What is the CSRD?

What is the CSRD?

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The Corporate Sustainability Reporting Directive (CSRD)

The Corporate Sustainability Reporting Directive (CSRD) is a new EU legislation that mandates all large companies, as well as listed SMEs, to consistently report on their environmental and social impact activities. This directive aims to assist investors, consumers, policymakers, and other stakeholders in evaluating the non-financial performance of large companies, thereby promoting more responsible business practices. Here are the main points:

Purpose and Impact

The CSRD is designed to change the scope and type of sustainability reporting by companies. With the introduction of the CSRD, the European Commission is setting a standard reporting framework for non-financial data for the first time.


The CSRD was adopted as a part of the Sustainable Finance Package on 21 April 2021 and came into effect on 5 January 2023. It is expected to impact around 50,000 companies across Europe, aiming to standardize non-financial data reporting. Companies are required to submit their reports in alignment with the CSRD by 1 January 2025, covering the 2024 financial year.


The CSRD extends the reporting requirements of the existing Non-Financial Reporting Directive (NFRD). While the NFRD focused on "public interest entities" with over 500 employees, the CSRD requires all large companies (those with more than 250 employees and either over €50 Million in turnover or more than €25 Million in assets) and all listed companies (excluding micro-enterprises) to report on their sustainability.

Information Disclosure

In addition to the requirements of the NFRD, the CSRD introduces new reporting elements. These include the double materiality concept, which encompasses sustainability risks that affect the company and the company's impact on society and the environment. Companies will also need to provide more forward-looking information, disclose information related to intangible assets, and align their reporting with the Sustainable Finance Disclosure Regulation (SFDR) and the EU Taxonomy.


While the exact sanctions for non-compliance with the CSRD are yet to be determined, they are expected to be significant and will vary among EU member states.

Implications for Businesses

Companies affected by the CSRD should start preparing immediately, given the approaching compliance timeline. Proper understanding and data collection are essential, and seeking expert advice is recommended.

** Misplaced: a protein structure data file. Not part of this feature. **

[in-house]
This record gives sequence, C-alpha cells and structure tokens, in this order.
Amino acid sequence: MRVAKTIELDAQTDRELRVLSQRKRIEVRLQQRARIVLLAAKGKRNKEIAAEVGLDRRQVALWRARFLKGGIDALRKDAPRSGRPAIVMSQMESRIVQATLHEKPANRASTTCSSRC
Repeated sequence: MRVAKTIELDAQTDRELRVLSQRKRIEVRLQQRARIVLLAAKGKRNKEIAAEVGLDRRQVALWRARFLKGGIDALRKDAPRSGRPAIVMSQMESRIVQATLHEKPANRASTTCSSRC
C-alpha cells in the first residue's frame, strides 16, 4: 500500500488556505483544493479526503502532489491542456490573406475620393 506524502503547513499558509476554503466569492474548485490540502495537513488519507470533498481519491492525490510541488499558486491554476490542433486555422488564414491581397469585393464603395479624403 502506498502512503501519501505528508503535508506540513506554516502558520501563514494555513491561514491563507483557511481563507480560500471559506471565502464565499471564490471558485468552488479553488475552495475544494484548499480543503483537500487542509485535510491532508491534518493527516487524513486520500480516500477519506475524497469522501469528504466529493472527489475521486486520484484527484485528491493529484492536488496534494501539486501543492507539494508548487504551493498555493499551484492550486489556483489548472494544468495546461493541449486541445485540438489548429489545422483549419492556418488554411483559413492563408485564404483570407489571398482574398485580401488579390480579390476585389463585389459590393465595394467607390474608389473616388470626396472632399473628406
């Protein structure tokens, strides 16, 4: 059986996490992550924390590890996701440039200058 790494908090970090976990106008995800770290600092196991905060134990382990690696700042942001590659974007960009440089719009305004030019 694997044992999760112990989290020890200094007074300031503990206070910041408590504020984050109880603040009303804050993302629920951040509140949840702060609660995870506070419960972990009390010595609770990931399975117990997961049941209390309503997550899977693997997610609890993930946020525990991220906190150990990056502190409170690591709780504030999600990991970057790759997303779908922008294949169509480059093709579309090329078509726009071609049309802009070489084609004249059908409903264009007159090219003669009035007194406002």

The CSRD represents a significant step towards ensuring transparency in corporate sustainability reporting, emphasizing the importance of understanding the social and environmental impact of business activities.

The Corporate Sustainability Reporting Directive (CSRD)

The Corporate Sustainability Reporting Directive (CSRD) was announced by the EU Commission on April 21, 2021. This directive is an amendment to the existing Non-Financial Reporting Directive (NFRD) and significantly expands the reporting requirements for companies within its scope, aiming to enhance the sustainability information available to users. The CSRD will increase the number of companies subject to EU sustainability reporting from approximately 11,700 to around 49,000.

Key points of the CSRD include:

Double Materiality

Companies must assess their impact on people and the environment (impact materiality) as well as sustainability matters that financially impact the company (financial materiality).


Organizations are required to set targets, establish a baseline, and report on progress.

Vastness of Information

The directive requires forward-looking and retrospective information that extends to the entire value chain.

European Taxonomy

Companies must report in alignment with the EU Taxonomy.

Mandatory Assurance

There is a mandatory requirement for limited assurance that could transition to reasonable assurance over time.

Management Report

Sustainability information must be included in the Management Report, which may necessitate restructuring the report to accommodate new types of information.

TCFD Requirements

Companies need to disclose information in line with the Task Force on Climate-Related Financial Disclosures (TCFD).

Sustainability Knowledge

Companies must develop and integrate sustainability reporting knowledge to comply with the CSRD.

In exploring the preparation of an ESG report aligned with CSRD standards, it's evident that early adherence offers numerous benefits. These include deeper insights into non-financial factors, cost efficiencies, and innovative changes in production processes. It's also crucial to stay ahead of increasingly stringent ESG regulations.

By proactively developing strategies to minimize negative impacts, a company can become more adaptable and future-ready. Additionally, gearing up for CSRD compliance is vital.

Emphasizing sustainability is key for all organizations, and adopting a structured approach not only facilitates a smoother transition but also capitalizes on the myriad opportunities presented by a focus on sustainability.

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